The art and science of making images from space

Provided by Jayanne English

Since the advent of space exploration, cosmic images have been a vital source of information for us. Jayanne English, an associate professor in the department of physics and astronomy at the U of M, recently took second place in an international contest with her own depiction of a far-off galaxy.

English’s cosmic image, submitted to the National Radio Astronomy Observatory’s image contest, is a composite image constructed with data from the Hubble space telescope and the Very Large Array (VLA), a radio telescope. The image shows the extended magnetic field of the galaxy NGC 5775.

Many people may think cosmic images are simply photographs from space, but these images are actually constructed from data. English said the public has trouble understanding the information scientists collect in its original form, so “space photography” is more accurately a visual representation of that data rather than literal pictures.

Light is understood as an electromagnetic wave. The electric and magnetic fields are perpendicular to each other, and the light waves move perpendicularly to these fields. Sometimes, the waves may become slightly rotated. The radio telescope helps image-makers determine the degree of rotation, which is called the polarization angle.

To construct the images, these polarization angles are drawn as vectors. A random noise field is put down and the vectors are placed on top of that and then joined with a line integral convolution algorithm, which traces the change in orientation of the magnetic field lines on the sky.

“So, it’s not a snapshot of the magnetic field lines,” English explained.

“It’s actually a tracing of the radio astronomy data — polarization angles on the sky.”

Interestingly enough, all the data used is in black and white, and the image-maker is responsible for assigning colours.

English is a member of the CHANG-ES consortium (Continuum Halos in Nearby Galaxies — an EVLA Survey), an international collaboration using the VLA telescope to study the evolution of galaxies.

“Galaxies aren’t static — they change with time, and we want to know the role of magnetic fields in changing galaxies over time,” English said.

“So, we’re measuring, in an image like the one I did, the magnetic fields [and] how they’re moving away from the disc of the galaxy.”

To understand the role of magnetic fields, CHANG-ES studies their structures within galaxies.

“When we know what the structure is, that structure will constrain the origin of the magnetic field,” English said.

“So, we will be able to determine whether magnetic fields are formed in galaxies due to, say, the galaxy rotation, or whether magnetic fields were part of the universe and so galaxies are born with magnetic fields.”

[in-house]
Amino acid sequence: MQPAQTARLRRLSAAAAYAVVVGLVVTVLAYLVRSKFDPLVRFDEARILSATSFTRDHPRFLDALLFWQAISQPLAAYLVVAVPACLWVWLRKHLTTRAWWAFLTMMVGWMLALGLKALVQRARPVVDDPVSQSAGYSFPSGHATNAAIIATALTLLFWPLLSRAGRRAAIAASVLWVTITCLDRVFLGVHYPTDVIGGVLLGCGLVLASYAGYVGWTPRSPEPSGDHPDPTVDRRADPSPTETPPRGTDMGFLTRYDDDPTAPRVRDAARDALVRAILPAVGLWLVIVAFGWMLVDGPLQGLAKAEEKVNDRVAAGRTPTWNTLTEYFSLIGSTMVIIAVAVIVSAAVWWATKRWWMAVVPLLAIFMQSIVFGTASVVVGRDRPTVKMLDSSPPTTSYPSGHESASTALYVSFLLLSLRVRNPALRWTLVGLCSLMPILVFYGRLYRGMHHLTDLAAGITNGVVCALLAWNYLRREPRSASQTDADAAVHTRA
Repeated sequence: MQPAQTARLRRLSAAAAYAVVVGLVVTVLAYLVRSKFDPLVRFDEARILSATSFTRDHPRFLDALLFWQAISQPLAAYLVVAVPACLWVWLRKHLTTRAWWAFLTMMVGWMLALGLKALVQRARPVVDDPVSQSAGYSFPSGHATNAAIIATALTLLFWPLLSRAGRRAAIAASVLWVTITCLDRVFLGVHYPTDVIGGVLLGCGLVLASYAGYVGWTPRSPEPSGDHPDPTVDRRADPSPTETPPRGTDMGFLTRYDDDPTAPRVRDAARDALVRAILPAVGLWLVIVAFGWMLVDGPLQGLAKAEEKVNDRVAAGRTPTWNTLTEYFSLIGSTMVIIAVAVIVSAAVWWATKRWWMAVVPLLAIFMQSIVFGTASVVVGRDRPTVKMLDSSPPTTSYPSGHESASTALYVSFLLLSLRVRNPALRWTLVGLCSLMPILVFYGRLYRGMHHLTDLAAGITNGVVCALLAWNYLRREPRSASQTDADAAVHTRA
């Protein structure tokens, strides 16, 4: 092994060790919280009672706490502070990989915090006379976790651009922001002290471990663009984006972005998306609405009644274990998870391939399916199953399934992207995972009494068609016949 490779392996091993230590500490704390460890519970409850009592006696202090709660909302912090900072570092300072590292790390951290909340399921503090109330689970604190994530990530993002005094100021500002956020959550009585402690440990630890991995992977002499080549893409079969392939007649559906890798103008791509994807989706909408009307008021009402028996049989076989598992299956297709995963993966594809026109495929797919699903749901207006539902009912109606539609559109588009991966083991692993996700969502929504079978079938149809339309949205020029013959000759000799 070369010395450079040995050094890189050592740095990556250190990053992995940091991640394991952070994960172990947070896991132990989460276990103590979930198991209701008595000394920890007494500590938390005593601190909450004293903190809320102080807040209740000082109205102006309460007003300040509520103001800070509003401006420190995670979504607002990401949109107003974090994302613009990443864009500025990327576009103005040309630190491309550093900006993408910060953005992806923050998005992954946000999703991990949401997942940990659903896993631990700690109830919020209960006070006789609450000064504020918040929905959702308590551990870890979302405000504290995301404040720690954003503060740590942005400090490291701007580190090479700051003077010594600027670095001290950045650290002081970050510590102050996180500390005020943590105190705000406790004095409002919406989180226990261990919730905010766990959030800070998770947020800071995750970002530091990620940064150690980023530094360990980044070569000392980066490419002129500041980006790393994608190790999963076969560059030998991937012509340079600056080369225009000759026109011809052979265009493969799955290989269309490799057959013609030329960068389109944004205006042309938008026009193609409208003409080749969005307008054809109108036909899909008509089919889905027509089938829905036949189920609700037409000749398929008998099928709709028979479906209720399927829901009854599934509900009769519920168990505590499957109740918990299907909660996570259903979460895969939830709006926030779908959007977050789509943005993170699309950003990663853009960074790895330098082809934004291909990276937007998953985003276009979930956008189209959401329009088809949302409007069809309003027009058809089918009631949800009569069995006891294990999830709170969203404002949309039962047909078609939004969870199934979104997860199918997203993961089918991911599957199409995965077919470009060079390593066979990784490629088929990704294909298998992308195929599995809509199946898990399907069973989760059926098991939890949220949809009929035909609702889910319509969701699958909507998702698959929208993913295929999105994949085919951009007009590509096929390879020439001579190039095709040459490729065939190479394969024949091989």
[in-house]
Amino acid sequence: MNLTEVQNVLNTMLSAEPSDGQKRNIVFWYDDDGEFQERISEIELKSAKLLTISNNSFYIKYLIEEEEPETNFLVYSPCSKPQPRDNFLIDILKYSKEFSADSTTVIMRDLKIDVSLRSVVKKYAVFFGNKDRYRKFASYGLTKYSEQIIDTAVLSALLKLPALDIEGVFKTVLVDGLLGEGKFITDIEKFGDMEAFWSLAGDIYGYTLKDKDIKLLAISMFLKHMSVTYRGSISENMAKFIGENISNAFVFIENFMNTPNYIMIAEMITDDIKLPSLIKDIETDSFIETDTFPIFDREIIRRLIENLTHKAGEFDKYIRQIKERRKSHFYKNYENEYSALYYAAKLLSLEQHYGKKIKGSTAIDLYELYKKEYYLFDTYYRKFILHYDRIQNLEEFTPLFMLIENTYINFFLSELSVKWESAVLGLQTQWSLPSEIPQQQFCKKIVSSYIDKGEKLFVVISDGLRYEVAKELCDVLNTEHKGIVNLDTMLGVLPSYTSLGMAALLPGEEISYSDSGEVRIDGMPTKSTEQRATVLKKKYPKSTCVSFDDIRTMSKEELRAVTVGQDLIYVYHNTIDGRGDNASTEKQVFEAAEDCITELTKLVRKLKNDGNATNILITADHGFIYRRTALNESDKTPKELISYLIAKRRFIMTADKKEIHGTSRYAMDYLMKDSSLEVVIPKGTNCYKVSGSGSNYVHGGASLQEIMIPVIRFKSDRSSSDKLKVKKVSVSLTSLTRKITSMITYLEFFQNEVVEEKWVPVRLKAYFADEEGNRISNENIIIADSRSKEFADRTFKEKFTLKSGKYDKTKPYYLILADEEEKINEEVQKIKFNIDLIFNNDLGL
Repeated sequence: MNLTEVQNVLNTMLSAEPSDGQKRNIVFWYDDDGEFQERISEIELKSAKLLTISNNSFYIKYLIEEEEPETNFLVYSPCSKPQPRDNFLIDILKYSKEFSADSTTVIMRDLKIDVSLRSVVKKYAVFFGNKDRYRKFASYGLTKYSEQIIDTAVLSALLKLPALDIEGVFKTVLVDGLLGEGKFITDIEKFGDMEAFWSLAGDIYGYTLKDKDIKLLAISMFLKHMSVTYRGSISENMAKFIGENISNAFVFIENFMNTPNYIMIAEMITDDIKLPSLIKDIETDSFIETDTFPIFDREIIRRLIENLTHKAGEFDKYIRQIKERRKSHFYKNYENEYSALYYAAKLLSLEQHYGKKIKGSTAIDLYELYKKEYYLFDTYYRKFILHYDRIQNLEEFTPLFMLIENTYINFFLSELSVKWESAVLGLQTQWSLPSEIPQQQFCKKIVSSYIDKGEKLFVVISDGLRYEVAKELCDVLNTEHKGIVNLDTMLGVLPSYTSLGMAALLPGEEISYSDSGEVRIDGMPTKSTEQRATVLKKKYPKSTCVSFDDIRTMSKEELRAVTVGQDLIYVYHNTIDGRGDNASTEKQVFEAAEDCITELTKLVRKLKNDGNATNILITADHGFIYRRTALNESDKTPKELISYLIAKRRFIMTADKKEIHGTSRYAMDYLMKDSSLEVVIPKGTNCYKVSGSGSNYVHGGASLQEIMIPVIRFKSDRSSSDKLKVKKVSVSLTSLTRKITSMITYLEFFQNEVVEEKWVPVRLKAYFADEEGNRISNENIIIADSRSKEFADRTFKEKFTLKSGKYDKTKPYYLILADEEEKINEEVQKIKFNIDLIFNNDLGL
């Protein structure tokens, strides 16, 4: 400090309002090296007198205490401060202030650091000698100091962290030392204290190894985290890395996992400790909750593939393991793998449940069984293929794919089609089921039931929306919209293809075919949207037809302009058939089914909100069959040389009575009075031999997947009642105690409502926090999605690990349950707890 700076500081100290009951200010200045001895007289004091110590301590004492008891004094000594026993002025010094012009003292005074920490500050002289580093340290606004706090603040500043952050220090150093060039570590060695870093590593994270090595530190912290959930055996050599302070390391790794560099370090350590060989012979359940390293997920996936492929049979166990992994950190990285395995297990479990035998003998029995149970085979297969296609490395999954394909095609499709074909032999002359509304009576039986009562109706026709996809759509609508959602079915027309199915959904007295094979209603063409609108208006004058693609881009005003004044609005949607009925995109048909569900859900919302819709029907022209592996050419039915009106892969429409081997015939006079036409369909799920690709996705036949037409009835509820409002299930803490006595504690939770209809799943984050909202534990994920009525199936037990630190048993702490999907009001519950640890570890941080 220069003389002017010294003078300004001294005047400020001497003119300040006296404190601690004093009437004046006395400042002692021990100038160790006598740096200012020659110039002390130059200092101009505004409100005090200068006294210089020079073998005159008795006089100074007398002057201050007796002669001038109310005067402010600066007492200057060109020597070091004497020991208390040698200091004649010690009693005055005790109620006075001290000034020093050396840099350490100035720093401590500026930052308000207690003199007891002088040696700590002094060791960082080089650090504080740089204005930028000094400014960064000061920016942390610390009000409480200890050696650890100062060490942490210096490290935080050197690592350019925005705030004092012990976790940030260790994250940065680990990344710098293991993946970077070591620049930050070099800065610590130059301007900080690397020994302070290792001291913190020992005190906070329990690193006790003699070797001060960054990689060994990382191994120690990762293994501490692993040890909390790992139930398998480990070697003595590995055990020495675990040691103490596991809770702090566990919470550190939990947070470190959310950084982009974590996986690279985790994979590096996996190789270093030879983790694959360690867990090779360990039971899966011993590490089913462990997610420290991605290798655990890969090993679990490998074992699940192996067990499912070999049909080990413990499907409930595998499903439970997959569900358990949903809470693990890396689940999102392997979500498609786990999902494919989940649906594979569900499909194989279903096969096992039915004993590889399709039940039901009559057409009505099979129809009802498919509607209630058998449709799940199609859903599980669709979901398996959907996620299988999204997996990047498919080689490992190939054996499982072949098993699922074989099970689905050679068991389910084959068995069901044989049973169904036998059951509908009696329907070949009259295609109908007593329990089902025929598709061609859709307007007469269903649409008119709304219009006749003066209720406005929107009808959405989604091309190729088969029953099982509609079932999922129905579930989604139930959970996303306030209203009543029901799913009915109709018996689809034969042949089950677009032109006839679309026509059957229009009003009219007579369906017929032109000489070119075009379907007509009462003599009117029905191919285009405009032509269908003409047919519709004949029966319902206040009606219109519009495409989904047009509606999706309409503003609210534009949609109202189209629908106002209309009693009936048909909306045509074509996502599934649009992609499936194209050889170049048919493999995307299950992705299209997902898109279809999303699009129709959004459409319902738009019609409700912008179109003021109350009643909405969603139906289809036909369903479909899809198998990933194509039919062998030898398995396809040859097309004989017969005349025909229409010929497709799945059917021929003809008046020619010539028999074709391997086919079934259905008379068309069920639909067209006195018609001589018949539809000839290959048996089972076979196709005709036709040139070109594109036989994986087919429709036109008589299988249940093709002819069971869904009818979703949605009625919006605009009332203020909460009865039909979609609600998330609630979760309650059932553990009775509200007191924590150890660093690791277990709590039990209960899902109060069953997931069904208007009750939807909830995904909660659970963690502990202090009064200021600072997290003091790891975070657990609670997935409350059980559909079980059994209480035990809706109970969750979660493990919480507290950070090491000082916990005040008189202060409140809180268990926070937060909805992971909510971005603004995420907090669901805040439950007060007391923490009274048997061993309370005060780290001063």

To generate magnetic fields on Earth, she explained, the protons and neutrons in the molten core are charged and separated from each other. This generates an electric current, and the rotation of Earth and other similar bodies generates a magnetic field.

CHANG-ES seeks to discover whether this is also the case with galaxies.

“As long as you have an electric current flow, you are going to generate a magnetic field, and vice versa,” English said.

While the data involved with creating astronomy images is modern, English believes that astronomy has always had an impact on everyday life. To her, experiments over the centuries have been able to cause many societal changes as well as scientific ones.

“Our philosophy [and] our beliefs have become dynamic,” English said.

“And I think that it’s when we look around at the world around us and understand the world around us, and we understand that the world […] [and] the universe around us is dynamic, then it allows our beliefs to be fluid and dynamic as well — they can change with time.”

For those interested in exploring the concepts behind constructing cosmic images like English’s, she teaches a hands-on course called “The Art of Scientific Visualization” in the faculty of science. The course is open to students in their third year and above regardless of faculty as a 4000-level course with no prerequisites, but graduate students can also take it as PHYS 7440.

“It’s how to construct figures and images that use human perception so that it’s supportive of the message you want to get across to your audience, either professional or public,” English said.

“If people want to know how to do this, or are interested in doing for themselves to promote their own research or to communicate more clearly with their colleagues, then anyone from the university is welcome.”